Rejecting the Status Quo
By Harrison Tasoff, UC Santa Barbara
The global population has been growing steadily since the end of the last ice age, but in the past 200 years, it has skyrocketed. Current projections by the United Nations suggest that by the year 2100, as many as 11.2 billion people may call Earth home.
And that leads UC Santa Barbara population ecologist Bill Murdoch to two questions: How big is it going to get? And how soon will it start declining? The answer, according to his research, may lie in improved standards of living.
Although the upward trend is clear, projections are only as accurate as the assumptions that underlie them. Take for example the population model Murdoch and his UC Santa Barbara collaborators developed for a group of 37 mid-African countries, all of which have particularly high fertility rates. The team’s analysis revealed that improving the well-being of the poorer segments of the population can reduce the region’s population growth and future size to below the UN’s projections. The situation, Murdoch claims, is potentially much less dire than other projections predict. The study appears in the journal PLOS ONE.
The UN population model for this region of the world places great weight on its historically high and slowly-declining fertility rates. Murdoch thought new insights could improve the projections. So, the authors constructed a new version of the model for the mid-African countries in the light of the demographic history of 61 other developing countries and based on a relationship they uncovered between improving wellbeing and declining fertility.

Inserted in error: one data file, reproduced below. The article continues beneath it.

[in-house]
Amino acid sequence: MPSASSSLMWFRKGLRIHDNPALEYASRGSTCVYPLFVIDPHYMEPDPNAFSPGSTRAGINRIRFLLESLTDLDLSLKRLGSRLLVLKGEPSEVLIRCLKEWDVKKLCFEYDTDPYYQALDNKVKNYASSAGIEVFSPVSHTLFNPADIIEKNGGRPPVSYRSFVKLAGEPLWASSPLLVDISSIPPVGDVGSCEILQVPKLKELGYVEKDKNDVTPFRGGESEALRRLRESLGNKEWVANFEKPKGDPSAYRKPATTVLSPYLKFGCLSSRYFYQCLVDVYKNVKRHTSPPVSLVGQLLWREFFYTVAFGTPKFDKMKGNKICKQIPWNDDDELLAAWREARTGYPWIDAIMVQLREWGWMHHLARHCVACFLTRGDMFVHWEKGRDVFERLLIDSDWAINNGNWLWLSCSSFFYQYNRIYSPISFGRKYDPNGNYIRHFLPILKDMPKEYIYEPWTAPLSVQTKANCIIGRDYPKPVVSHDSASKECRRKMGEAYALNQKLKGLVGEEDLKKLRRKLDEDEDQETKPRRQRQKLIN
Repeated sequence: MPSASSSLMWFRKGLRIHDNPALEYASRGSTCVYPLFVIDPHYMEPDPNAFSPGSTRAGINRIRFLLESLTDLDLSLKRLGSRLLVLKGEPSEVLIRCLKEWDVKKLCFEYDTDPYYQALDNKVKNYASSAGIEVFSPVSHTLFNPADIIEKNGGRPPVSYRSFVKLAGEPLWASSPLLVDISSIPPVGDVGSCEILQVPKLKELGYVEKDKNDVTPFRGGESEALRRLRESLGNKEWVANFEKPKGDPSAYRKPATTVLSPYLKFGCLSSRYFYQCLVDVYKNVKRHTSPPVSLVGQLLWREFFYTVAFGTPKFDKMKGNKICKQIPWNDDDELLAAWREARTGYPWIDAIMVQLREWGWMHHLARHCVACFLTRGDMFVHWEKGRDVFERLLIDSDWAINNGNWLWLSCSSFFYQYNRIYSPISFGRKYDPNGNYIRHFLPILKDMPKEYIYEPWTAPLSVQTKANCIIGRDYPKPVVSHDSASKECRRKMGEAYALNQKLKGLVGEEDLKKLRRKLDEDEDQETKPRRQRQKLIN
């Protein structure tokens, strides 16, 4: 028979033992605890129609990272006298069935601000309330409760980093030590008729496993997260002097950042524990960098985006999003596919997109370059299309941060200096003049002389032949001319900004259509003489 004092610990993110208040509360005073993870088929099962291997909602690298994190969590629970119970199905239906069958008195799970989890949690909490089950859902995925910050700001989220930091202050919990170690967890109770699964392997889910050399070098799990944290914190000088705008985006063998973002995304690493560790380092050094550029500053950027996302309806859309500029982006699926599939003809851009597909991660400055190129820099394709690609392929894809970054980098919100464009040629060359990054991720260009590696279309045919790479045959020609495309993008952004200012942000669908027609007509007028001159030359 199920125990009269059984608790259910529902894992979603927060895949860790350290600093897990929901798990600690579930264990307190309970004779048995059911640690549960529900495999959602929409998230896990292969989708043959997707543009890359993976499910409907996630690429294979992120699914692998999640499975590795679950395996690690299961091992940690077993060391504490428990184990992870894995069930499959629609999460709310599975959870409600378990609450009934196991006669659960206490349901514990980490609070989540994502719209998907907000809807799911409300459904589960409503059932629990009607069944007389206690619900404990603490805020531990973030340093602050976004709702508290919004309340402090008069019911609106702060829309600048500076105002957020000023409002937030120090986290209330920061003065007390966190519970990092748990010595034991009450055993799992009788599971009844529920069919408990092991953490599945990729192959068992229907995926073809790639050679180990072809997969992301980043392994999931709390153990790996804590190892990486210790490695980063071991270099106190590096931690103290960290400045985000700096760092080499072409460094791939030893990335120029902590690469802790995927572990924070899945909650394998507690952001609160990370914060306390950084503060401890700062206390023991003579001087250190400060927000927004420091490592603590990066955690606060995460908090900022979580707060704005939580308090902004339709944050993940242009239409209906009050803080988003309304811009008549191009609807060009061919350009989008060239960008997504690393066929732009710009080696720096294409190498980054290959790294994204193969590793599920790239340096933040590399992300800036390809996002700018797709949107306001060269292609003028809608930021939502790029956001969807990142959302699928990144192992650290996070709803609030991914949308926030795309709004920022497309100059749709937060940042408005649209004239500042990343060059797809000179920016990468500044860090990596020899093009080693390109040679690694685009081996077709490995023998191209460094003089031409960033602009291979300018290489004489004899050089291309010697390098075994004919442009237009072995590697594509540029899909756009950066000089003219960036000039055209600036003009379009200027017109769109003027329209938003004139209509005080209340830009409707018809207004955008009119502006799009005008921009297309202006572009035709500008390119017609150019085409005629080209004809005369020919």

“We are saying, ‘What if we don’t assume everything is just a projection of the status quo?’” said Murdoch, a research professor in UC Santa Barbara's Department of Ecology, Evolution and Marine Biology. “What if you assume that these African countries could do as well as other developing countries have done for the last 60 years? What would happen then?”
What happens is a 1.1 billion-person drop in the projected population by the end of the century compared with the UN’s predictions for this region. This all hinges on the fact established by the authors that in both the 37 African and the other, comparable developing countries, fertility rates have declined as general wellbeing has improved — and they have declined at the same rate in the two groups in relation to improved wellbeing.
“When you’re poor, it makes sense to have a lot of children because children are a source of income,” explained Murdoch. “They go to work from an early age, and they’re a source of security in old age.”
But factors shift as life improves. Rather than serving as a source of labor, children are more frequently sent to school to develop skills. Education influences fertility said Murdoch. “Parents who’ve got more education to understand the value of education. They know its costs,” he said. “Now their motivation isn’t to have more children; their motivation is to have higher-achieving children, and fewer of them.”
The researchers used the infant survival rate as a proxy for general wellbeing, as it is influenced by a variety of disparate factors, from overall nutrition to accessing medical facilities and level of education. In addition, variation in infant survival rate among developing countries explains (statistically) 70 percent of the variation in their fertility rates, Murdoch said.